In this article, you will learn:
- The importance of a clear title
- Common challenges faced throughout the process
Here’s a common thing that people don’t get, but it happens – and it happens way more often than you’d think. So you got to build a home, you find this builder, they have a great community, you really like it, whatever and they say “Okay, we have a bunch of lots here that just became available, which one might you be interested in?” While you’re walking on the lot, they’ll point out or you’ll see an estate with a red flag on it at the corners of the lot supposedly. But what you run into is the simple fact that if it’s a community where people have already been living, you’re looking at a new lot in that community. In fact, there might be a home backing up to the lot where you’re looking at buying, and there’s stakes at those corners with those two lots and you think “Okay, there’s the property line”. That could be, but it also could be that somebody picked the stake out of the ground to mow, then they put it back and they did that several times. Is the stake where it really belongs? Maybe; maybe not. Does the builder know at the time that they walk the lot with you that it is or isn’t? Not necessarily, and they’re not being deceitful by any means, it’s just these things happen.
So then, when you go to build the home and you’re building a home that maybe pushes the building envelop to the limit, so you don’t have a lot of extra space with regard to the setbacks from the sides or the rear or the front or all four of the lot. So you construct a home and you’re like “Okay, well now that I have this up, the builder wasn’t going to be the person who did this work initially” but then you decide, “Now you know before I moved in because I have pets, I want to put a fence up. So I want the fence to go here” and you make that decision based on looking at those stakes that are in the ground. Well, when you either put the fence in believing that that’s the property line and/or you go to a contractor that does fencing and they say “Well, look, I need the plot plan” and the next thing you know, you start looking at the plot plan versus the home that just built and what you thought were the property lines and you may find out that your home was actually sitting in one of the side’s setbacks.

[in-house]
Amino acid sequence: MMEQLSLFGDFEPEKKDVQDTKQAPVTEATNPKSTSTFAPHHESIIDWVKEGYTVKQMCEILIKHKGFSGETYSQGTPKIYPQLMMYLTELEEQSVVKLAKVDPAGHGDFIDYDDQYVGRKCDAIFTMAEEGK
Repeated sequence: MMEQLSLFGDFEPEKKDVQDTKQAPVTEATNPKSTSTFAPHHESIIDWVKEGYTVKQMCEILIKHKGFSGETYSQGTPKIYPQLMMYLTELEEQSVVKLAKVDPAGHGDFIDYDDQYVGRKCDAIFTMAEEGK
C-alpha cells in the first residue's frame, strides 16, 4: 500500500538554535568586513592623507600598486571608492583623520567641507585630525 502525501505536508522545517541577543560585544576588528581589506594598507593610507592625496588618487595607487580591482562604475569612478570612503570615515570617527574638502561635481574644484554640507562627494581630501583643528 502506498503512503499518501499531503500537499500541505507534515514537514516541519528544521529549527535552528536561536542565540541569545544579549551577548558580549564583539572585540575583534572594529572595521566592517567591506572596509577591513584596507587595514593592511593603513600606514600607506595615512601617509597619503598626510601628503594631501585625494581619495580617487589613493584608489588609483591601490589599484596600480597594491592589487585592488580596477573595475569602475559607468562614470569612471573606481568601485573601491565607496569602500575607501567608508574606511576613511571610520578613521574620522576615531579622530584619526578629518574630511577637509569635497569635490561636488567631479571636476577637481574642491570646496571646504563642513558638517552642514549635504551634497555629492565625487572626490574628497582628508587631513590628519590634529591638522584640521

Now, what do you do? So people look at that and say, “Well, nobody’s going to make that mistake, and the reality is that it happens very frequently. I’ve seen circumstances where the builders had dug a foundation and put the whole foundation in only to find out that the foundation crossed property lines, and once the buyer found out about that, they engage the legal counsel, and cease and desist on the construction. They didn’t want to buy the second lot, and they weren’t satisfied with moving into a different location even if it were at the builder’s cost, and ultimately, they had to pull the foundation walls out of the ground, fill it back in, give them their money back, and that was the end of the deal. If you wind up owning a home that’s been constructed across two property lines, you’re never going to be able to sell it in that capacity because you don’t have clear title to the property at that point.
So, that’s just one example, but having a clear title on a property is huge, especially if you ever decide to leave it.
Common Delays Or Things That Can Derail A Residential Sale Or Purchase In Pennsylvania
In today’s world, in particular, a lot of the buyers get caught up in wanting that property as quickly as possible. So, they’ll get into the bidding war situation, and they’ll contemplate the idea of, “Hey, I’ll pay whatever is needed. Then, they get the lucky opportunity to buy it because they negotiated for it, and often, the kind of money the seller accepted, the next thing you know, they have the appraisal done and they find out that they’ve got to come up with $50-60,000 of cash because that’s how much over the appraised value they offered to pay, and the bank’s not going to finance anything close to that.
So, you have both sides in a loser situation here, because at that point, the seller doesn’t understand or isn’t necessarily aware at the time of the contract that that party can’t actually pay what they committed to paying. The reality of it is the seller walked away from other willing and able buyers at that time, and now you have a little bit of a stigma tied to the property because now you know what the appraised value is or at least in one circumstance.
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